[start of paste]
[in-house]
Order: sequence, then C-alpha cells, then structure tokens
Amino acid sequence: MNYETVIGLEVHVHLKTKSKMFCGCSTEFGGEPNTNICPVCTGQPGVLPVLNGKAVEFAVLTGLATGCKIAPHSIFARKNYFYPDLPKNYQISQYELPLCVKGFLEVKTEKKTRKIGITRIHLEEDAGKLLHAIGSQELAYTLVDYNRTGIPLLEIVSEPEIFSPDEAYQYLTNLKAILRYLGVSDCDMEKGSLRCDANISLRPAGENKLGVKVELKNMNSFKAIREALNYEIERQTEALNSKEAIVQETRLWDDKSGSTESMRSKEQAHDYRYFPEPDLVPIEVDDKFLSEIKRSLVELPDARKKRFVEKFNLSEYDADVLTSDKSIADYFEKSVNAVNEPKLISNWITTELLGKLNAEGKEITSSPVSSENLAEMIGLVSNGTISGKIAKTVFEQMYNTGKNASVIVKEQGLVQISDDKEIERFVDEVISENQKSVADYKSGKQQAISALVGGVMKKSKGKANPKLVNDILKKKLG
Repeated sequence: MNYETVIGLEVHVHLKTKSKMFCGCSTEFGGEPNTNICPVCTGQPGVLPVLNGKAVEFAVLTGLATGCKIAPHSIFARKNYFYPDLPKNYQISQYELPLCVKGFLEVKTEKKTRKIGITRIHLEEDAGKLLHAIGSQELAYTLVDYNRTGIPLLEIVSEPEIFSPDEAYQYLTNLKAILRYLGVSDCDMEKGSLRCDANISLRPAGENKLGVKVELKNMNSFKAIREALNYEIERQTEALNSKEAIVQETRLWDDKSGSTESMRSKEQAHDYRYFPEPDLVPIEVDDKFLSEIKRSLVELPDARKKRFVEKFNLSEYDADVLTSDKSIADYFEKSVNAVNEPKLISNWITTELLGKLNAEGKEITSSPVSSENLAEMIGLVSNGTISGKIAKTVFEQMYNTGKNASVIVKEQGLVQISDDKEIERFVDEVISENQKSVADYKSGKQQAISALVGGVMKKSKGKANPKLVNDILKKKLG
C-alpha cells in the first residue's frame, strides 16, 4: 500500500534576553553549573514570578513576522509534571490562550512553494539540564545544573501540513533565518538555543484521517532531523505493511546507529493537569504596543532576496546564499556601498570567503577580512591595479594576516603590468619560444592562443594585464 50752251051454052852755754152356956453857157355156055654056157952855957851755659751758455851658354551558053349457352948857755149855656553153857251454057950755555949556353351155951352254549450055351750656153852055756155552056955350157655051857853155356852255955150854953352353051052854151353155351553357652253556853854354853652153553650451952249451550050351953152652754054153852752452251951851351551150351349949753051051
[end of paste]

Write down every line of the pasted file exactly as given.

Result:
[in-house]
Order: sequence, then C-alpha cells, then structure tokens
Amino acid sequence: MNYETVIGLEVHVHLKTKSKMFCGCSTEFGGEPNTNICPVCTGQPGVLPVLNGKAVEFAVLTGLATGCKIAPHSIFARKNYFYPDLPKNYQISQYELPLCVKGFLEVKTEKKTRKIGITRIHLEEDAGKLLHAIGSQELAYTLVDYNRTGIPLLEIVSEPEIFSPDEAYQYLTNLKAILRYLGVSDCDMEKGSLRCDANISLRPAGENKLGVKVELKNMNSFKAIREALNYEIERQTEALNSKEAIVQETRLWDDKSGSTESMRSKEQAHDYRYFPEPDLVPIEVDDKFLSEIKRSLVELPDARKKRFVEKFNLSEYDADVLTSDKSIADYFEKSVNAVNEPKLISNWITTELLGKLNAEGKEITSSPVSSENLAEMIGLVSNGTISGKIAKTVFEQMYNTGKNASVIVKEQGLVQISDDKEIERFVDEVISENQKSVADYKSGKQQAISALVGGVMKKSKGKANPKLVNDILKKKLG
Repeated sequence: MNYETVIGLEVHVHLKTKSKMFCGCSTEFGGEPNTNICPVCTGQPGVLPVLNGKAVEFAVLTGLATGCKIAPHSIFARKNYFYPDLPKNYQISQYELPLCVKGFLEVKTEKKTRKIGITRIHLEEDAGKLLHAIGSQELAYTLVDYNRTGIPLLEIVSEPEIFSPDEAYQYLTNLKAILRYLGVSDCDMEKGSLRCDANISLRPAGENKLGVKVELKNMNSFKAIREALNYEIERQTEALNSKEAIVQETRLWDDKSGSTESMRSKEQAHDYRYFPEPDLVPIEVDDKFLSEIKRSLVELPDARKKRFVEKFNLSEYDADVLTSDKSIADYFEKSVNAVNEPKLISNWITTELLGKLNAEGKEITSSPVSSENLAEMIGLVSNGTISGKIAKTVFEQMYNTGKNASVIVKEQGLVQISDDKEIERFVDEVISENQKSVADYKSGKQQAISALVGGVMKKSKGKANPKLVNDILKKKLG
C-alpha cells in the first residue's frame, strides 16, 4: 500500500534576553553549573514570578513576522509534571490562550512553494539540564545544573501540513533565518538555543484521517532531523505493511546507529493537569504596543532576496546564499556601498570567503577580512591595479594576516603590468619560444592562443594585464 50752251051454052852755754152356956453857157355156055654056157952855957851755659751758455851658354551558053349457352948857755149855656553153857251454057950755555949556353351155951352254549450055351750656153852055756155552056955350157655051857853155356852255955150854953352353051052854151353155351553357652253556853854354853652153553650451952249451550050351953152652754054153852752452251951851351551150351349949753051051